Pierson dean regrets calling cops to party

In an e-mail to Pierson College students sent Monday evening, Dean Amerigo Fabbri apologized for calling the Yale Police Department on Saturday to break up an annual, college-sanctioned Halloween party at which officers issued citations to several students for liquor violations.

Most students cited were reprimanded for possession of alcohol by a minor, and one received a citation for failure to halt possession of liquor by minors at Pierson’s Inferno party, YPD spokesman Sgt. Steven Woznyk said.

Woznyk declined to specify how many minors received citations at the party.

Fabbri apologized in his e-mail for the “regrettable presence of the police in the courtyard,” and for breaking up the party, which he said he did not realize was Pierson’s Inferno.

A misunderstanding between the Pierson Student Activities Committee and Fabbri about the date of Inferno might have led to the party’s break-up. Traditionally, Inferno falls on Halloween night, regardless of the day of the week.

But this year, party organizers said they moved up the event in the hopes of drawing a larger crowd.

“Had I known about the nature and occasion of the event, by no means, I assure you, would I have called the police!” Fabbri wrote.

Later in the e-mail, Fabbri asked Piersonites to “accept my most sincere apologies for having done in good faith what I would never had [sic] done, had I been aware of anything going on.”

In an e-mail sent to students approximately two hours after Fabbri’s, Pierson Master Harvey Goldblatt said Fabbri’s e-mail underlined the importance of trust within the college.

“We all have to have better communication,” he wrote. “One can easily see what happens when we don’t communicate.”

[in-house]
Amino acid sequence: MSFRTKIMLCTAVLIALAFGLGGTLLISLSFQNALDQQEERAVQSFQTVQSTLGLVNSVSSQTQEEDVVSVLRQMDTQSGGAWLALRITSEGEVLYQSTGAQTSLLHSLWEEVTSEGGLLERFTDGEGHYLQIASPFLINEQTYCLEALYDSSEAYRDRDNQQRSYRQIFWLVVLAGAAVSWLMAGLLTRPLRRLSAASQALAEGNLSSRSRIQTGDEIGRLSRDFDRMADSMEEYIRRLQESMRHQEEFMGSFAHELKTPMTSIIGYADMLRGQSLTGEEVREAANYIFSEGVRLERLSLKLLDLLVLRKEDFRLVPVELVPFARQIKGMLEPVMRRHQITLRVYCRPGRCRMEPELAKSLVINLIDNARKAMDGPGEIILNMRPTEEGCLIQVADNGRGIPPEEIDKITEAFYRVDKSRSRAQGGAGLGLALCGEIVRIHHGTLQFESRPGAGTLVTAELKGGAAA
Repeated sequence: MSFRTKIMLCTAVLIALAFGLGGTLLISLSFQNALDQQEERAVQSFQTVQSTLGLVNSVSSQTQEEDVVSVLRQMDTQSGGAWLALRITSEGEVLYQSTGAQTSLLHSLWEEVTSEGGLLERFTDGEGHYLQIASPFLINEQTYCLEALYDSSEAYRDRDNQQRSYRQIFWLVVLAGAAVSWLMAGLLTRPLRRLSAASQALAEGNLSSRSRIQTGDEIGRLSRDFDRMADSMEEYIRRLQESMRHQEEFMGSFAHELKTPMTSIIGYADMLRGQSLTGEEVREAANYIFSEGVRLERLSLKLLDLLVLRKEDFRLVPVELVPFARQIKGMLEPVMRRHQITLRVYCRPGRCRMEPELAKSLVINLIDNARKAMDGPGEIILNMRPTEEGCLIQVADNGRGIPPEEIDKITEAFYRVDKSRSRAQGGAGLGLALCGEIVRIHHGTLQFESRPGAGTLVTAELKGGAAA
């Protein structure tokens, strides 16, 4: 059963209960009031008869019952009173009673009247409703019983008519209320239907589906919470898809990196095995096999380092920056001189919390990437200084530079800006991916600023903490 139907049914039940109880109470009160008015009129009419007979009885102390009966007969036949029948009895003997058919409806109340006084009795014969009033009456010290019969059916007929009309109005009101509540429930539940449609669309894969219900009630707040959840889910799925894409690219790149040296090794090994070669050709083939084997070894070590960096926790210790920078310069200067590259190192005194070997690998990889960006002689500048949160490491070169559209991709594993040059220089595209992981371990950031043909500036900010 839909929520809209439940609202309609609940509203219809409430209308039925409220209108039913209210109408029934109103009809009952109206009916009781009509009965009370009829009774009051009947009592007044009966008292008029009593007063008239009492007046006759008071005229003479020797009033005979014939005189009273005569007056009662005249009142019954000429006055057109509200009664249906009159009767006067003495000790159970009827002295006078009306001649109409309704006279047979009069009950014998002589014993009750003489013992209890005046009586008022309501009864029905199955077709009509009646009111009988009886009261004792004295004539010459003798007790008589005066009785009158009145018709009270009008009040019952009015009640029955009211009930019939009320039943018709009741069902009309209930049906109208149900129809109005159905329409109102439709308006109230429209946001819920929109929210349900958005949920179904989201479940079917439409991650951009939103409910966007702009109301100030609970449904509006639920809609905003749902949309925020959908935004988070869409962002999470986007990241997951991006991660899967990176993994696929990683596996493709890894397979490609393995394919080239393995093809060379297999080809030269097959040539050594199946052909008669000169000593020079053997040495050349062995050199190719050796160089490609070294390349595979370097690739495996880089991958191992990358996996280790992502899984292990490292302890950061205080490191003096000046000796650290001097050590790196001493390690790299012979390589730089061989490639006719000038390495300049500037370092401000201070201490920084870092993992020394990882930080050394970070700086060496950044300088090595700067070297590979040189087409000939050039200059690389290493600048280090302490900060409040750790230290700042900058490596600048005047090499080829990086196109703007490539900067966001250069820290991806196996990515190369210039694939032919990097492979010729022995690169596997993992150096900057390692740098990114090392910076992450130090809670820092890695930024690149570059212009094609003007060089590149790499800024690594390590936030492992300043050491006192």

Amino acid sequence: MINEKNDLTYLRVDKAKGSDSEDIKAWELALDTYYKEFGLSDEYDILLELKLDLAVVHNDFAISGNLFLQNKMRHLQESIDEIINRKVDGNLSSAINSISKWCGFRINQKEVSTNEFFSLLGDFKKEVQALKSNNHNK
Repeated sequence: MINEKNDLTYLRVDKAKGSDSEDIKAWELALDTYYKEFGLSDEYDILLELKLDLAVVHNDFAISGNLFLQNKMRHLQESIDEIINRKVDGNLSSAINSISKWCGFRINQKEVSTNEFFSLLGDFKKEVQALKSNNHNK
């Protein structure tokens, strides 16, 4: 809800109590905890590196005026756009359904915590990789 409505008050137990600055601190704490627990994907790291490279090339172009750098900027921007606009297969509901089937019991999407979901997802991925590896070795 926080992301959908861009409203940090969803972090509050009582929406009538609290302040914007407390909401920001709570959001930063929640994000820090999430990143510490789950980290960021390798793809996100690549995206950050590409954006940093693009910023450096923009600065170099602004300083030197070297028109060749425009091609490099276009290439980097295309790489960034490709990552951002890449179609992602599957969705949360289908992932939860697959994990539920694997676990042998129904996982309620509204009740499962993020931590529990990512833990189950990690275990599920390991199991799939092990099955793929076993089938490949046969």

Both Goldblatt and Fabbri declined comment for this article Monday night.

According to his e-mail, Fabbri assumed the mass of students — estimated at over 400 by Pierson SAC chair Constantine Lasapeotes ’08 — was overspill from a number of small-scale Saturday night parties that had gotten out of control rather than the crowd from the Inferno.

“I think everyone just operated under the assumption that [Fabbri] knew,” Lasapeotes said. “I don’t know how that assumption came about, but it seemed to be a pretty universal one.”

Brian Sweeney ’10, who attended Inferno, said he thought it was “ridiculous” that Fabbri was not aware that the Inferno was being held on Saturday, and that his ignorance about the new date demonstrated a disconnect between Fabbri and his students. Sweeny also said the situation could have been better handled without police involvement.

“Deans are there to protect the students of their colleges,” Sweeney said. “Involving law enforcement, especially when there aren’t any major health or safety risks, isn’t protecting students — it’s not helping anyone.”

Bobby McFadden ’10 said many people were unhappy that police interrupted the party, but that after seeing Fabbri’s e-mail, he recognized that there was a misunderstanding.

The e-mail invitation for the Inferno that was sent out to all Pierson students included a disclaimer that read “Connecticut State Law States: You must be 21 years of age to consume alcohol.” Paul Dean ’08 said he thinks Fabbri believed the party was exclusively for Pierson upperclassmen.

“I didn’t really have any problem with the dean’s e-mail,” Dean said. “I think people might be misreading it to some degree.”

This year is not the first time the Inferno has resulted in controversy. In 2003, Goldblatt announced the cancellation of the original Inferno — a campus-wide party that drew thousands — citing concerns over alcohol abuse, unmanageable crowds and damage to college property.

The new scaled-down version of the party has been held in Pierson’s Lower Court for the past four years.

In an interview with the News in 2005, Robert Kagan ’80, who conceived of the idea for the Inferno with two friends, said the party quickly grew from its founding in 1977 to become a Yale tradition — “the classic Yale party of those years.”

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